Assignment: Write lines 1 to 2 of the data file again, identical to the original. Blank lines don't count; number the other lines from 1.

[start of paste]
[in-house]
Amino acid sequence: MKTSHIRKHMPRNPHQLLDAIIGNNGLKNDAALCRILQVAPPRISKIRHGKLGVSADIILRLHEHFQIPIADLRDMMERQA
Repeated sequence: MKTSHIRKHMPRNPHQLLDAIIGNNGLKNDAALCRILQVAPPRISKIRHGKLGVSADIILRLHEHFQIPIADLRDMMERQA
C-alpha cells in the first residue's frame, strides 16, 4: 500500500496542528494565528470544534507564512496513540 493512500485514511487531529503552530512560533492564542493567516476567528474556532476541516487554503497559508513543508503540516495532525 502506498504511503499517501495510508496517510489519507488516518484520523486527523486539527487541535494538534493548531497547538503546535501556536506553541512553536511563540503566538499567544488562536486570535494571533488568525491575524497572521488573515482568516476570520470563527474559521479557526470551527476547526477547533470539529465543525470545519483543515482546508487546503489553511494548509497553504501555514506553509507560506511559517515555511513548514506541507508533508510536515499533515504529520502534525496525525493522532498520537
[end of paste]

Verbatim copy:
[in-house]
Amino acid sequence: MKTSHIRKHMPRNPHQLLDAIIGNNGLKNDAALCRILQVAPPRISKIRHGKLGVSADIILRLHEHFQIPIADLRDMMERQA